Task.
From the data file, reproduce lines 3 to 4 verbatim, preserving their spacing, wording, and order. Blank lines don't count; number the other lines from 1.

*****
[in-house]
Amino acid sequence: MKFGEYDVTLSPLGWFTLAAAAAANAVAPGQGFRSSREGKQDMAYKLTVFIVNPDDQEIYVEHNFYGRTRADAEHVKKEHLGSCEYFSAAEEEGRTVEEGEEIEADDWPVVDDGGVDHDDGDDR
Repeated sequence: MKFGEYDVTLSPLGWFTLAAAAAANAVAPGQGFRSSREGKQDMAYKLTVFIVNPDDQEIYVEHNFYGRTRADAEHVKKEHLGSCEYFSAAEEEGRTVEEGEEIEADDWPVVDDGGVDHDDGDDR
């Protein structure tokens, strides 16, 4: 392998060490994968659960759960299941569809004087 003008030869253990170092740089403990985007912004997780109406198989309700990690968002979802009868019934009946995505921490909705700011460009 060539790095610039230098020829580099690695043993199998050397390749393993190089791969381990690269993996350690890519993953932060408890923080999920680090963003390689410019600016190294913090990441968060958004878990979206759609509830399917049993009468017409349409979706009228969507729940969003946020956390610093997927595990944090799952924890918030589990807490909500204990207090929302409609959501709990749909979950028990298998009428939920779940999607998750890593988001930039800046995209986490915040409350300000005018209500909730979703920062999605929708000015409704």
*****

Repeated sequence: MKFGEYDVTLSPLGWFTLAAAAAANAVAPGQGFRSSREGKQDMAYKLTVFIVNPDDQEIYVEHNFYGRTRADAEHVKKEHLGSCEYFSAAEEEGRTVEEGEEIEADDWPVVDDGGVDHDDGDDR
């Protein structure tokens, strides 16, 4: 392998060490994968659960759960299941569809004087 003008030869253990170092740089403990985007912004997780109406198989309700990690968002979802009868019934009946995505921490909705700011460009 060539790095610039230098020829580099690695043993199998050397390749393993190089791969381990690269993996350690890519993953932060408890923080999920680090963003390689410019600016190294913090990441968060958004878990979206759609509830399917049993009468017409349409979706009228969507729940969003946020956390610093997927595990944090799952924890918030589990807490909500204990207090929302409609959501709990749909979950028990298998009428939920779940999607998750890593988001930039800046995209986490915040409350300000005018209500909730979703920062999605929708000015409704």